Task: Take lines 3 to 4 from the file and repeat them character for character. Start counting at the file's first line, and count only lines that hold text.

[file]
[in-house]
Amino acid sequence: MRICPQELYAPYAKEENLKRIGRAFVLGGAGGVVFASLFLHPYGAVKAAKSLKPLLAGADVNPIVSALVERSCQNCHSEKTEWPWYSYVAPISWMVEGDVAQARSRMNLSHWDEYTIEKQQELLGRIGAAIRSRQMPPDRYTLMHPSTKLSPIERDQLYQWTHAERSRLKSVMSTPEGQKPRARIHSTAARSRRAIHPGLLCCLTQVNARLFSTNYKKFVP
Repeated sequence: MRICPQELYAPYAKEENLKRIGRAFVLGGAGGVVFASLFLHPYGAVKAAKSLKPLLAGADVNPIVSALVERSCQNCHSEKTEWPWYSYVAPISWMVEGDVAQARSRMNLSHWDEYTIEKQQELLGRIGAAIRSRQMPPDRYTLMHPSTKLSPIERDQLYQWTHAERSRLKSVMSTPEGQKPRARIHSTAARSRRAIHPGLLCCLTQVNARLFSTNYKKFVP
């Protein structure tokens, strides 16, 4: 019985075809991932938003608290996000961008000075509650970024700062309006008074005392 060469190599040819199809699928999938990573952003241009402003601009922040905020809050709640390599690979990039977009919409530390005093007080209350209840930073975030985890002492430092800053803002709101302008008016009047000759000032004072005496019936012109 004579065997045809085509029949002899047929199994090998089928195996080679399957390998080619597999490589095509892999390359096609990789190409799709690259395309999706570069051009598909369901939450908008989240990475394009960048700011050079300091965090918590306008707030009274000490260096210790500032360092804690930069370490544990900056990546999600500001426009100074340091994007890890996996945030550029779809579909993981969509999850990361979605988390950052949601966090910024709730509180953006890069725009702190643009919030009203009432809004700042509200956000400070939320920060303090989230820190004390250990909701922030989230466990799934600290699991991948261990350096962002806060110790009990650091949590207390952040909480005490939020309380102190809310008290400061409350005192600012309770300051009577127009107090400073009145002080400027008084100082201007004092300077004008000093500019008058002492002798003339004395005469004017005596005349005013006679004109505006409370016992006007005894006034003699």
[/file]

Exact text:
Repeated sequence: MRICPQELYAPYAKEENLKRIGRAFVLGGAGGVVFASLFLHPYGAVKAAKSLKPLLAGADVNPIVSALVERSCQNCHSEKTEWPWYSYVAPISWMVEGDVAQARSRMNLSHWDEYTIEKQQELLGRIGAAIRSRQMPPDRYTLMHPSTKLSPIERDQLYQWTHAERSRLKSVMSTPEGQKPRARIHSTAARSRRAIHPGLLCCLTQVNARLFSTNYKKFVP
């Protein structure tokens, strides 16, 4: 019985075809991932938003608290996000961008000075509650970024700062309006008074005392 060469190599040819199809699928999938990573952003241009402003601009922040905020809050709640390599690979990039977009919409530390005093007080209350209840930073975030985890002492430092800053803002709101302008008016009047000759000032004072005496019936012109 004579065997045809085509029949002899047929199994090998089928195996080679399957390998080619597999490589095509892999390359096609990789190409799709690259395309999706570069051009598909369901939450908008989240990475394009960048700011050079300091965090918590306008707030009274000490260096210790500032360092804690930069370490544990900056990546999600500001426009100074340091994007890890996996945030550029779809579909993981969509999850990361979605988390950052949601966090910024709730509180953006890069725009702190643009919030009203009432809004700042509200956000400070939320920060303090989230820190004390250990909701922030989230466990799934600290699991991948261990350096962002806060110790009990650091949590207390952040909480005490939020309380102190809310008290400061409350005192600012309770300051009577127009107090400073009145002080400027008084100082201007004092300077004008000093500019008058002492002798003339004395005469004017005596005349005013006679004109505006409370016992006007005894006034003699």